The heart is a powerful but delicate organ: after a heart attack, damaged tissue loses its ability to contract effectively and to conduct electrical impulses that help it beat, potentially leading to heart failure. A spray-on therapy containing a mixture of gold nanoparticles and synthesized peptides can help restore this lost heart function in animals, a new study reports (ACS Nano 2022, DOI: 10.1021/acsnano.1c08890).
“There are currently no treatments to recover the functionalization of the heart,” says Marcelo Muñoz, a biological chemist at the University of Ottawa Heart Institute who led the work.
Many studies have suggested that gold nanoparticles can promote heart tissue recovery. Because they are metallic, they improve the organ’s conductivity, and they also seem to tamp down the immune response that follows tissue injury, Muñoz explains. But when injected into the bloodstream, they tend to clump together, which keeps them from spreading in the heart tissue and shuts down their therapeutic effect. And in high concentrations, they are toxic.
To help the nanoparticles embed into heart cells, Muñoz and his colleagues mixed them with specially engineered, positively charged peptides. The peptides they’ve designed have a spiderlike structure, with multiple “legs” that encircle the surface of the nanoparticles.
In past studies, such peptides promoted functional recovery after a heart attack but are normally quickly degraded by inflammatory enzymes that flood the damaged heart tissue. Here, researchers observed that the nanoparticles help prevent the peptides’ degradation, while the peptides in turn stabilize the nanoparticles by keeping them from aggregating. This synergy makes it possible to use a low concentration of particles in the treatment, which guards against the particles’ toxicity.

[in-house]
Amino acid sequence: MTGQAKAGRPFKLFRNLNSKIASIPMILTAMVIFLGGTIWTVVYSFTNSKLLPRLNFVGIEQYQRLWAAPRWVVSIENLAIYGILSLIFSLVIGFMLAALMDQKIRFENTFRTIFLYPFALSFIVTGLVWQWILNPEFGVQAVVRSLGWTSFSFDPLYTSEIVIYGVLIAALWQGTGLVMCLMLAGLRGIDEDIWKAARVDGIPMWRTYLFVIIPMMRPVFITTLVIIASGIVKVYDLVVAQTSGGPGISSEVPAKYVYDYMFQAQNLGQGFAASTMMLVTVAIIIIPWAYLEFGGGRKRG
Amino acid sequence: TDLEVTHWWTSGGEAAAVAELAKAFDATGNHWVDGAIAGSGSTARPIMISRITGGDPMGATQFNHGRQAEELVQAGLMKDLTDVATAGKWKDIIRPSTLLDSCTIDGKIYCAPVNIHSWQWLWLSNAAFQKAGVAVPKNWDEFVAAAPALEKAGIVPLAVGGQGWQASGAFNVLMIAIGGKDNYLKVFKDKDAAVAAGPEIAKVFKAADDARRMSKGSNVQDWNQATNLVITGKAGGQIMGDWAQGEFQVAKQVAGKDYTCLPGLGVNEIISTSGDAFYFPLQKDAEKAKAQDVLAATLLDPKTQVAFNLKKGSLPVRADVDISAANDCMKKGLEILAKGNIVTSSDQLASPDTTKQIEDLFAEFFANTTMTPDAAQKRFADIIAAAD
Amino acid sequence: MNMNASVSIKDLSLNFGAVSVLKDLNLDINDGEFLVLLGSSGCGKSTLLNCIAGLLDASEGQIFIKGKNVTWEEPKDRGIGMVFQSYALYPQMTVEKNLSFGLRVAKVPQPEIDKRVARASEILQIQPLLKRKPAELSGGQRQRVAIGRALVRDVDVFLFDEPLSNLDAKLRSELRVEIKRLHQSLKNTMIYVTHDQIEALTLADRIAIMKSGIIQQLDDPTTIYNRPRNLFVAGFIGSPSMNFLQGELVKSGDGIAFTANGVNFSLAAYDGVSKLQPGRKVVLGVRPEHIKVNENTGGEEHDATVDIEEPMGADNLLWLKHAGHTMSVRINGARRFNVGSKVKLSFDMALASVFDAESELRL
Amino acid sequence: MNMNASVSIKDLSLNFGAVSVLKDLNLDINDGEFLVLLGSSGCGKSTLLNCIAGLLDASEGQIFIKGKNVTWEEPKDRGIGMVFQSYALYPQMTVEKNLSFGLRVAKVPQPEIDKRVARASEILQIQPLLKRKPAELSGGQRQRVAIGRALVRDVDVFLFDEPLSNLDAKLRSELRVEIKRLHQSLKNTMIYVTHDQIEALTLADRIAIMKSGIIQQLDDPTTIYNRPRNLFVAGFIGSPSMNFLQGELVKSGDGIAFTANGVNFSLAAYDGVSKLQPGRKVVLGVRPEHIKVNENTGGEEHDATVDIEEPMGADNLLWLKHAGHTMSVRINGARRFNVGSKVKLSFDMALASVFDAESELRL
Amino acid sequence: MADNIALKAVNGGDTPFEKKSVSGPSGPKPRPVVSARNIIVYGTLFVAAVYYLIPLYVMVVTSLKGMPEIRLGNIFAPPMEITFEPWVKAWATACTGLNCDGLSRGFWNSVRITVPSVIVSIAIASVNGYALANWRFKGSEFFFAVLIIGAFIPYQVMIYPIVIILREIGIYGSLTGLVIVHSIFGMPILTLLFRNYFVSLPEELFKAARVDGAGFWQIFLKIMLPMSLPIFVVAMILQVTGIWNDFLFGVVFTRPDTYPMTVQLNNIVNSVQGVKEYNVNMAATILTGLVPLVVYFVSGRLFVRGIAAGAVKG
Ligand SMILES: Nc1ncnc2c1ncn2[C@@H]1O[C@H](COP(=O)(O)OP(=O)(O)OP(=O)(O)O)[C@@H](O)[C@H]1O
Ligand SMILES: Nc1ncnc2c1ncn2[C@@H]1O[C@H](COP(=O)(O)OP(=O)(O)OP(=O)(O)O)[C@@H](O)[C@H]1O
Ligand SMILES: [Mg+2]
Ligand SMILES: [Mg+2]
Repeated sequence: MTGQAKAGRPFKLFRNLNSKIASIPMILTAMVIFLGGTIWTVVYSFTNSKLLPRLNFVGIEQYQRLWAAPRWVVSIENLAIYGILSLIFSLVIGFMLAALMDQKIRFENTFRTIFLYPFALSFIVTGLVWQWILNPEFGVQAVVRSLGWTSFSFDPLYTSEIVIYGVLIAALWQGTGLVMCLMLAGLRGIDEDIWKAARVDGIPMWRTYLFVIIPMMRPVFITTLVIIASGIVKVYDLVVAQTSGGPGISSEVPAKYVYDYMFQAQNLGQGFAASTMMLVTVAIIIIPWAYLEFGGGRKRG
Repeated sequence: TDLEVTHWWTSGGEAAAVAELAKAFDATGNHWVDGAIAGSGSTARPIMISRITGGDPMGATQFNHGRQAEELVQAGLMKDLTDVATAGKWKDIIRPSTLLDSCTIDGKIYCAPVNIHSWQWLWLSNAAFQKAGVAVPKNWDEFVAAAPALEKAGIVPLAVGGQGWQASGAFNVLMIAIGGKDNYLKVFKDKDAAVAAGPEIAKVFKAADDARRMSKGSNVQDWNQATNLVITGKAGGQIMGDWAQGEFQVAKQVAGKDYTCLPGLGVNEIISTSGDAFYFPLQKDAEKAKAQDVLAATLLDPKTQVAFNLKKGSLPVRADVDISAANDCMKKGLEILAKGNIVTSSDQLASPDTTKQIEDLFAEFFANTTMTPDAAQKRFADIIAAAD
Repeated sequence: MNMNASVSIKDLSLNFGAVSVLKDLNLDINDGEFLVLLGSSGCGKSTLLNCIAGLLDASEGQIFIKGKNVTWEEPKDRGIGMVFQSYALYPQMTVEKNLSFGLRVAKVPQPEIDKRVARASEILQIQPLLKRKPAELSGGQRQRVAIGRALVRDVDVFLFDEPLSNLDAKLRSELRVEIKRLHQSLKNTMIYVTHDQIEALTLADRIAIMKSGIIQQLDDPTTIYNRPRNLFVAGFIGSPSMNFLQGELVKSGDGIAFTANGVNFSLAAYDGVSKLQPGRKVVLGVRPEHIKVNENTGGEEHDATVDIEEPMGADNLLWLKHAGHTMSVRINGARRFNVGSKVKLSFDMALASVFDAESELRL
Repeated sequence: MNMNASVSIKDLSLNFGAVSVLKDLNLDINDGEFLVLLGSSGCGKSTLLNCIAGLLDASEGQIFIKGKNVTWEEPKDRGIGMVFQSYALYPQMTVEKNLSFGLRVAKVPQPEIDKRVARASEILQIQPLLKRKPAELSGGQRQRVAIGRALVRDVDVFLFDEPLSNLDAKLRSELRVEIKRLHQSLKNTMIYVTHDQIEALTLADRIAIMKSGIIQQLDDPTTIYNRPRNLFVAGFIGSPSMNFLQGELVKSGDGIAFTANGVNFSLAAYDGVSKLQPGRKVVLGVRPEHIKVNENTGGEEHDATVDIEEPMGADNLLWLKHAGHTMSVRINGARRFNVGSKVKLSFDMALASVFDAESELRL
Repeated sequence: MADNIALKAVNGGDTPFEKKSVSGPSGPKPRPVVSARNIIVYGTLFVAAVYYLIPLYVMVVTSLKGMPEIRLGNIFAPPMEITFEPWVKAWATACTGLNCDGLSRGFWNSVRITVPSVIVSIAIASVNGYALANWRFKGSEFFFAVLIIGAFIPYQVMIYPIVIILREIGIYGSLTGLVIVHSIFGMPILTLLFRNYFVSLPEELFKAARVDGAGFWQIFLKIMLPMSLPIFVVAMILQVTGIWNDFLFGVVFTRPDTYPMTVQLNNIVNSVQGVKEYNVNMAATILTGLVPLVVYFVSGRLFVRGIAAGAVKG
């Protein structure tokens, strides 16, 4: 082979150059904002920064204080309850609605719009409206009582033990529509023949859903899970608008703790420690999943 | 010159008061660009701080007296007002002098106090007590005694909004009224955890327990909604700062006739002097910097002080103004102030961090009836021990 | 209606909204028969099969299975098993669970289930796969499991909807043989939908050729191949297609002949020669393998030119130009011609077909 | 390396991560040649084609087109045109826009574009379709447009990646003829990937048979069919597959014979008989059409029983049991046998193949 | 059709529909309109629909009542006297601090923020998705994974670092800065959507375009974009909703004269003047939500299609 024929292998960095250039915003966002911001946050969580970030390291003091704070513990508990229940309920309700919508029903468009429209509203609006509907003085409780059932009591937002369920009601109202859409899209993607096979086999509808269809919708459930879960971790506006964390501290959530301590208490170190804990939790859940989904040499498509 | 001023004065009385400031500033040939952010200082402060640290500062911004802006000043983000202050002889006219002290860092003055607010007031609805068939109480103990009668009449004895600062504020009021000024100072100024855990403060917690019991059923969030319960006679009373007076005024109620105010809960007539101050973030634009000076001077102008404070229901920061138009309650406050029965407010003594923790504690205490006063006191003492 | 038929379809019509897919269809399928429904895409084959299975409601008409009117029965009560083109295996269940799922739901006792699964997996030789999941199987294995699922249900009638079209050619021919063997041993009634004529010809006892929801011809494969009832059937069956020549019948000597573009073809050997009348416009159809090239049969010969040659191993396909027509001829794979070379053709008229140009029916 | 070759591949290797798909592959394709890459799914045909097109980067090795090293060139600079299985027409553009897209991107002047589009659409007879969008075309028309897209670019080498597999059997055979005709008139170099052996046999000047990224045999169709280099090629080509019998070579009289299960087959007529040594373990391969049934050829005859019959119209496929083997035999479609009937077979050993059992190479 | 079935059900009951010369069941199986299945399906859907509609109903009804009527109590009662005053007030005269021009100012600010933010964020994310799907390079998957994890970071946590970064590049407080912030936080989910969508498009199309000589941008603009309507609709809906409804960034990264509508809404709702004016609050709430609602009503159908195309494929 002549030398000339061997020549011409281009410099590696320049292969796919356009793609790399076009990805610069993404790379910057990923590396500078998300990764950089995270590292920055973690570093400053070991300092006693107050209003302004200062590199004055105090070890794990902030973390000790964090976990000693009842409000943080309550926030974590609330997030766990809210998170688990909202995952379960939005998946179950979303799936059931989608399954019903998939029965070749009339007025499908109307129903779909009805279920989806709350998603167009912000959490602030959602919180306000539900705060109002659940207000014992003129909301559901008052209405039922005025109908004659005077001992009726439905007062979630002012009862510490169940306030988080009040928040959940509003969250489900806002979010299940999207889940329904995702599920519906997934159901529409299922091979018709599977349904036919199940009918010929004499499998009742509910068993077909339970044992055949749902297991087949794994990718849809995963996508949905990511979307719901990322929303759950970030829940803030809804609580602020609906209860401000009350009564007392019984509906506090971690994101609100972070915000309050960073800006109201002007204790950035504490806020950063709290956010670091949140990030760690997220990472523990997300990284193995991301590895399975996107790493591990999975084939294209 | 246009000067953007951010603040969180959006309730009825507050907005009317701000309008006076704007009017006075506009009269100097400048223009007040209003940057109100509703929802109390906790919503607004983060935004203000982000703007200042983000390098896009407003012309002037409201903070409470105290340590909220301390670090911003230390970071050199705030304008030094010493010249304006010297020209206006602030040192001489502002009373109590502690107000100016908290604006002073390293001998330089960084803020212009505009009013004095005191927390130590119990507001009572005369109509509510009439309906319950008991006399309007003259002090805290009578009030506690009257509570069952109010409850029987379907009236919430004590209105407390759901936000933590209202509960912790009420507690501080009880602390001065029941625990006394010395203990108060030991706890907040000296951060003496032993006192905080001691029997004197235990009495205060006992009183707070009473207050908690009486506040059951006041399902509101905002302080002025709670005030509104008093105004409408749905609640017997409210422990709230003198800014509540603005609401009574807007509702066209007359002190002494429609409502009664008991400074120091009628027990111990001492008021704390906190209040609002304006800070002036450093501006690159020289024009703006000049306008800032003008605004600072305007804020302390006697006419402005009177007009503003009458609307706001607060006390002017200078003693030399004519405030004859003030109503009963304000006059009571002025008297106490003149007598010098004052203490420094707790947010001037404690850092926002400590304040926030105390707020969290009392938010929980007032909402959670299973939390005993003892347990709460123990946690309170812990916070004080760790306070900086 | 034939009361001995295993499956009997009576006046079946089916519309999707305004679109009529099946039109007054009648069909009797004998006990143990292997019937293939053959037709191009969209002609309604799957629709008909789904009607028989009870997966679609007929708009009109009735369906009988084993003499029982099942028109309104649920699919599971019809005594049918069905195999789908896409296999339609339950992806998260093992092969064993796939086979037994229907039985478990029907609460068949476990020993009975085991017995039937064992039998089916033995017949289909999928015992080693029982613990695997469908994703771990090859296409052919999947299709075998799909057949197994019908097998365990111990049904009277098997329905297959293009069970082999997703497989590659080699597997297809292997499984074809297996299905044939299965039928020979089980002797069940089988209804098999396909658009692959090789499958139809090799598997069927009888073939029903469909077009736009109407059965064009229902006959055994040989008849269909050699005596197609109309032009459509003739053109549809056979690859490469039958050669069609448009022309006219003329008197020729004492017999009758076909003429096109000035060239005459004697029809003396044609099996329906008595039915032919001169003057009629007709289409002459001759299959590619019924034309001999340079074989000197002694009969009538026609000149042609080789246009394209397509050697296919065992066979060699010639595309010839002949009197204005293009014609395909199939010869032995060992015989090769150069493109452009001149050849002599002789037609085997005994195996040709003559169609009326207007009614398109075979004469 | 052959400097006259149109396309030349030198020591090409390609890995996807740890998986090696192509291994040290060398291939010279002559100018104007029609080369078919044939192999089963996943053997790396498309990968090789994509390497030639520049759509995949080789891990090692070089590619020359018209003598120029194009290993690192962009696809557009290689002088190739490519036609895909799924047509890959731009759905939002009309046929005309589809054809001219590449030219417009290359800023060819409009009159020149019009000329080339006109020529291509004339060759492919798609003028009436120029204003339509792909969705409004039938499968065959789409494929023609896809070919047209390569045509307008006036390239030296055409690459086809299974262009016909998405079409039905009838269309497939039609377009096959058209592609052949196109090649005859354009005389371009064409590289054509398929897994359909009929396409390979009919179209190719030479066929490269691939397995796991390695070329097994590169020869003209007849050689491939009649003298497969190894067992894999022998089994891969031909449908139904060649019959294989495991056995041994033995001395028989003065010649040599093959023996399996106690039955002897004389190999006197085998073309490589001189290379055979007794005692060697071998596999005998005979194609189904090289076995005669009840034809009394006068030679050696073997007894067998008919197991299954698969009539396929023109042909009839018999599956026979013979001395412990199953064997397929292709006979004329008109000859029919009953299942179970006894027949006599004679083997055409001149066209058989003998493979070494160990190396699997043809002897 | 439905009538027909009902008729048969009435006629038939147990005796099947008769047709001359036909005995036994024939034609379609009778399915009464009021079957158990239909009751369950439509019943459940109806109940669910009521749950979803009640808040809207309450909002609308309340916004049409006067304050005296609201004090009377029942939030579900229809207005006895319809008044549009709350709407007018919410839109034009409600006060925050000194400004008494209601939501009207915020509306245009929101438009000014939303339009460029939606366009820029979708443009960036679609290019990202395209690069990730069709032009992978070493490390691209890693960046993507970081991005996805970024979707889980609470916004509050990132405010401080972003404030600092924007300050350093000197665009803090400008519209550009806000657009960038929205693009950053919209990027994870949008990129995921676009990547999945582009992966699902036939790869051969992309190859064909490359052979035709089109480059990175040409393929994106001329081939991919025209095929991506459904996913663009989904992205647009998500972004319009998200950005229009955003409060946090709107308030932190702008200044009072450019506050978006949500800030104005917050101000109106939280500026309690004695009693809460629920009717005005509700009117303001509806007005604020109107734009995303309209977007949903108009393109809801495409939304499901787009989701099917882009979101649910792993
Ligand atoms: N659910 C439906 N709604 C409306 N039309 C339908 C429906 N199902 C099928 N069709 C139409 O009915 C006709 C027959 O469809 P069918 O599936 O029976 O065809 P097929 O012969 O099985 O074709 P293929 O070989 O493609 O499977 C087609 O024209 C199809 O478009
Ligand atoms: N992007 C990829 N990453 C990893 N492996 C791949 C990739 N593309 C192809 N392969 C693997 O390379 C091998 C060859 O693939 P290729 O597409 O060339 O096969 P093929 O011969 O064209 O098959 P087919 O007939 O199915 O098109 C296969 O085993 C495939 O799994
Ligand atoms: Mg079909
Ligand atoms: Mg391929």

Researchers have tried targeted approaches for getting gold nanoparticles into heart tissue such as patches that release them onto the heart’s surface, but differences in the shape and size of the organ across individuals prevents patches from having good adhesion. Instead, Muñoz and his colleagues developed a microspray nozzle that can deliver the therapy onto the heart.
The researchers applied the spray-on therapy in mice, delivering it 1 week after a heart attack. It restored the contractility and conductance in the damaged tissue to healthy levels, allowing the heart to pump 2.4 times as much blood as untreated hearts.
“Mouse hearts are tiny,” Muñoz says, so to spray them, the researchers had to conduct open heart surgery. In people, though, it should be possible to spray the substance onto the heart using a micronozzle delivered through a catheter, he says. But before then, he and his colleagues plan to test the system in larger animals and to identify better peptides that would allow them to decrease the therapy’s nanoparticle concentration further still.
The therapy’s efficacy in mice is promising, but further studies will need to demonstrate that it’s compatible with human tissue, says Stephanie Willerth, a biomedical engineer at the University of Victoria who wasn’t involved in the work. “The use of a biomaterial-based spray gets around some of the major limitations of the use of cardiac patches for heart repair.”